Wise spiritual mentors heed the example of the master mentor, the Lord Jesus Christ. The Gospels’ records concerning the Lord’s preparation of the Twelve Apostles provide many valuable principles on how to help people mature in faith and be prepared for a life of service. This article discusses two such principles.
Focus on the Heart
Throughout His earthly ministry, the Lord primarily addressed people’s hearts. His Sermon on the Mount radiates with emphasis concerning the internal aspects of human life (Mt. 5-7). Christ taught His disciples that the heart is the fountainhead of “evil thoughts” and all kinds of sin. What is in the heart will eventually become manifest in life-defiling actions (Mt. 15:19-20). In several instances, Jesus denounced the hypocrisy of the Scribes and Pharisees before His disciples (Mt. 15:1ff; 23:1ff; Lk. 11:37ff; 12:1). He also affirmed that the two great commands were to love God and man (Mt. 22:37-40). Christ warned against covetousness (Lk. 12:1, 14-15). Ministerial competence—theological knowledge and practical effectiveness—must not satisfy pastor-mentors. They must ever aim for the heart, seeking to cultivate love for God and man, and integrity in the lives of ministerial students.
Emphasize Scripture-Based Life and Ministry
The Lord Jesus prepared His disciples in a manner that emphasized living and ministering according to God’s Word and will. As the gospel accounts confirm, He exhibited an exceedingly high view of Scripture and the Father’s will. Christ taught that the Word of God always takes priority in importance and authority over man’s traditions and commandments (Mt. 15:3, 9). He also instructed them concerning the necessity of possessing a right kind of heart—one that is “honest and good” when receiving God’s Word (Lk. 8:4ff; Mt. 13:3ff); lives are changed only when one shows an appropriate response to divine revelation. For the Lord, hearing and keeping God’s Word is a more blessed condition than Mary’s privilege to be an instrument in bearing the Messiah (Lk. 11:27-28). Christ viewed the fulfillment of God’s Word and will as necessary (Jn. 9:4). The Lord’s firm obedience to drink the cup of suffering demonstrated His utter commitment to the will of the Father.
The Lord’s commitment to God’s Word and will affected all the facets of His earthly ministry. For instance, divine revelation and the Father’s will dictated Christ’s goals and purposes. His meat was doing the Father’s will (Jn. 4:34). He remained faithful to His mission to preach the kingdom of God (Mk. 1:38; Lk. 4:43). He came down from heaven not to do His own will but the will of the Father (Jn. 6:38). What Christ accomplished on earth was the work which the Father had given Him to do (Jn. 17:3). Christ’s pursuit of God’s revelation and will also determined His actions. He kept the Father’s sayings. In a remarkable statement, the Lord said, “I do always those things that please [the Father]” (Jn. 8:29). By the Lord’s ministry, the Father did His work (Jn. 14:10). “As the Father gave Me commandment, even so I do,” Jesus said (Jn. 14:31). In addition to His purposes and actions, Jesus’ message was also permeated with Scripture and submission to the Father’s will. He said, “My doctrine is not mine, but His that sent Me” (Jn. 7:16-18). “As [His] Father hath taught [him],” the Lord Jesus spake “these things” (Jn. 8:28). He uttered that which He had seen with His Father (Jn. 8:38). Additionally, He said that the Father “gave me a commandment, what I should say, and what I should speak” (Jn. 12:49). He did not speak from His own initiative and authority (Jn. 14:10).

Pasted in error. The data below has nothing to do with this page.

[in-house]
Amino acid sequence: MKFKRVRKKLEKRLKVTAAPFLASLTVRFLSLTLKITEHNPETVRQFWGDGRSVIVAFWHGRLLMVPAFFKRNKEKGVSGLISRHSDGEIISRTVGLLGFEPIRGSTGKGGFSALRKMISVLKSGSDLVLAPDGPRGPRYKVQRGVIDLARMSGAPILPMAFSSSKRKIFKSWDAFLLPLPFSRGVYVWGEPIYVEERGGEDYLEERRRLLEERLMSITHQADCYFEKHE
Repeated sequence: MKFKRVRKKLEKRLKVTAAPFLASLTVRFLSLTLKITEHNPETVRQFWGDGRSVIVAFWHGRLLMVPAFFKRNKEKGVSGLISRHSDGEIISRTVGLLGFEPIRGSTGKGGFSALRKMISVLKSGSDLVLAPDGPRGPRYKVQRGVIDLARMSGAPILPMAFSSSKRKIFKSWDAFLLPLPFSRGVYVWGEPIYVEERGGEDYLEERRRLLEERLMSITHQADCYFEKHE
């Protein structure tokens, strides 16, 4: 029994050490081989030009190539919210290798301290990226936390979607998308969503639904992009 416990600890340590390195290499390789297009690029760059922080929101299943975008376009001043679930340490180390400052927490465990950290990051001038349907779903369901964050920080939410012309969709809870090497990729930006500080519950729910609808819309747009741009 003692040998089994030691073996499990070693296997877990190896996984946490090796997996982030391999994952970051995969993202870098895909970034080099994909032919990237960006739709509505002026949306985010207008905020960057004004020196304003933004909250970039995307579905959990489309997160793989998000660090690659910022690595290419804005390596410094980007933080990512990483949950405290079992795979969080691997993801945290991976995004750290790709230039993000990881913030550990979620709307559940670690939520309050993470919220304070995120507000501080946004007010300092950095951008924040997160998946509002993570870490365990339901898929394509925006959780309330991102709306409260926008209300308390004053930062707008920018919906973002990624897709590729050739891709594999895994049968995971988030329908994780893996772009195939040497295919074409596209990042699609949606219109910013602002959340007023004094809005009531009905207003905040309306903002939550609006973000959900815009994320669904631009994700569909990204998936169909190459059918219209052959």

Pastors must instill in the hearts of future pastors the priority of God’s Word for life and ministry. Ministerial students must understand that Christian ministry is essentially a ministry of the word, a kind of endeavor that must be completely governed by Scriptures. Obviously, this aspect of mentoring can be done only by pastors who are practicing Biblicists. It is a sobering reality that the level of commitment to Scriptures in current ministers will have a significant effect on the ministry philosophy and practice of succeeding generations of pastors.
 For instance, He put the spotlight on the internal motives underlying the sinful acts of murder and adultery (Mt. 5;21-22, 27-28). He instructed His listeners not perform any righteous deeds for the purpose of being seen by men (Mt. 6:1ff). If the heart is right, good works will follow (Mt. 6:22-23). Matthew Henry, Commentary on the Whole Bible, vol. 5 (Matthew to John) (Grand Rapids: Christian Classics Ethereal Library, n.d.), 150. A good heart “bringeth forth that which is good;” and evil heart produces evil deeds. From “the abundance of [one’s] heart the mouth speaks” (Lk. 6:45).
Reading, learning, growing. God calls us to be changed through His word. At BJMBC, our goal is to speak truthfully and clearly about that word, while we prepare a future generation of students to proclaim it.